Bush fires in Australia
Surely you have seen some pictures of fire-fighting planes in the media over the last few weeks, which are doing their utmost to fight the bush fires with so-called retardants.
Bushfires, intentional or unintentional, contribute much more to climate change than is known, because when wood burns, the fixed carbon produces the greenhouse gas CO2.
A new study in the trade journal “Science” shows the dramatic effects this has on climate change. “We estimate that slash-and-burn contributes one-fifth to the greenhouse effect caused by humans,” says Thomas Swetnam of the University of Arizona in Tucson, one of the authors of the study. It is absolutely clear that fires are one of the main accelerators of climate change.
The rise in temperature then favours further major fires – a vicious circle. Incidentally, this is a threat that will probably also affect German forests in the long term.
In total, more than 1.1 million hectares of land have already been affected in eastern Australia in recent days. There are about 70 fires in New South Wales, 50 of which have been contained.
Sydney is also threatened by the fires.
Here you can see a video that shows in an impressive way how serious the danger is and by what measures the fire brigades try to control the fires. Fire brigade warning: “For God’s sake, stay away from the bush“!
Without these courageous firefighters we would all be lost in a fire. At this point I would like to thank everyone who is involved in the voluntary fire brigade or works as a firefighter. Thank you very much!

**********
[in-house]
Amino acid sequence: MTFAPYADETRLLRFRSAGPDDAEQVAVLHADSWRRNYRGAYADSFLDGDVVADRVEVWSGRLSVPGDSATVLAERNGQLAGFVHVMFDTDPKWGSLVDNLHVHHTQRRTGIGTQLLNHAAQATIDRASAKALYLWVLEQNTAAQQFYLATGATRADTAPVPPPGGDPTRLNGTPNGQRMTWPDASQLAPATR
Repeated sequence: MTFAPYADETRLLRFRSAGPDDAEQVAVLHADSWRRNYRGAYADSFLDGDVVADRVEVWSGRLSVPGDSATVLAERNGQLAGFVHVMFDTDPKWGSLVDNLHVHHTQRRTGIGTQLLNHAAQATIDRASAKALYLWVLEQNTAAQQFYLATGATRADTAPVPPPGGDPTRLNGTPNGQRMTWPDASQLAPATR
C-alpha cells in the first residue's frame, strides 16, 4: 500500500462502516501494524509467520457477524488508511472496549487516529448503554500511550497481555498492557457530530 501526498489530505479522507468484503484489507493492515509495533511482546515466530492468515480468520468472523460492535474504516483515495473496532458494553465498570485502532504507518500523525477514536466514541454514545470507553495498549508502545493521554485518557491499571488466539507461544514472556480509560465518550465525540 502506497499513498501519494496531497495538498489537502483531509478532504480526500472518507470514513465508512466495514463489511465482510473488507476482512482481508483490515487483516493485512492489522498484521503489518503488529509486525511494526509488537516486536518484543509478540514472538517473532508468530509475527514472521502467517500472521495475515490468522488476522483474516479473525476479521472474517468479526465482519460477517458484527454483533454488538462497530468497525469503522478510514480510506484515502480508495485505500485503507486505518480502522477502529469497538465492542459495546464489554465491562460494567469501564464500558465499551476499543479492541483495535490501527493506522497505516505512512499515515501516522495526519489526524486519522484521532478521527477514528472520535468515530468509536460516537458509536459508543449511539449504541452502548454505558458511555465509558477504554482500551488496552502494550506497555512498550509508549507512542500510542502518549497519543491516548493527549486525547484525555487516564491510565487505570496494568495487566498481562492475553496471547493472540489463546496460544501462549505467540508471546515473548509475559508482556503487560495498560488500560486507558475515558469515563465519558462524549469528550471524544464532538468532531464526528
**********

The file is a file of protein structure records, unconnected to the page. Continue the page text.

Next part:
And in this video you can see how the fire engines work feverishly with retardants to protect as many properties, houses, barns as possible and of course try to extinguish the fires. Fire retardant for houses and properties in Sydney. By 9NewsAus.
For your information:
Flame retardants used in forest fires are usually a mixture of water and chemicals – ammonium salts, phosphates and sulphates – which have flame-retardant properties and are intended to wet the area and chemically retard the course of a fire through vegetation.
Typically, it is colour-coded – with red iron oxide or non-toxic organic dyes decomposing under UV light, so that the application area is visible from the air.
However, gel-based retardants complying with NFPA Standard 1150 are also used. These are coloured in other colours to distinguish them from the traditional red retardants. The gels and their dyes are designed to biodegrade naturally. Phos-Chek is a brand of long-term retardants currently approved for use in wilderness areas. Phos-Chek also has a consumer-based fire retardant spray called Wildfire Home Defense, which is effective immediately after use and remains effective until washed with heavy water.
In fire-fighting vehicles, foam compounds, so-called Class A Foam compounds, are generally used.
Today, this Class A Foam is the undisputed state of the art in the USA, Canada and partly also in Australia. It is accepted by municipal fire brigades, forestry and fire brigades as well as by ecologists and is mainly used to fight or seal off uncontrolled and controlled vegetation fires. The Class A Foam foams approved in the USA have been developed exclusively for fighting solid fires (wood, straw, tyres, coal).
As you can see – retardants are essential for survival, not only for humans, animals and property – but also for our planet in the fight against climate change!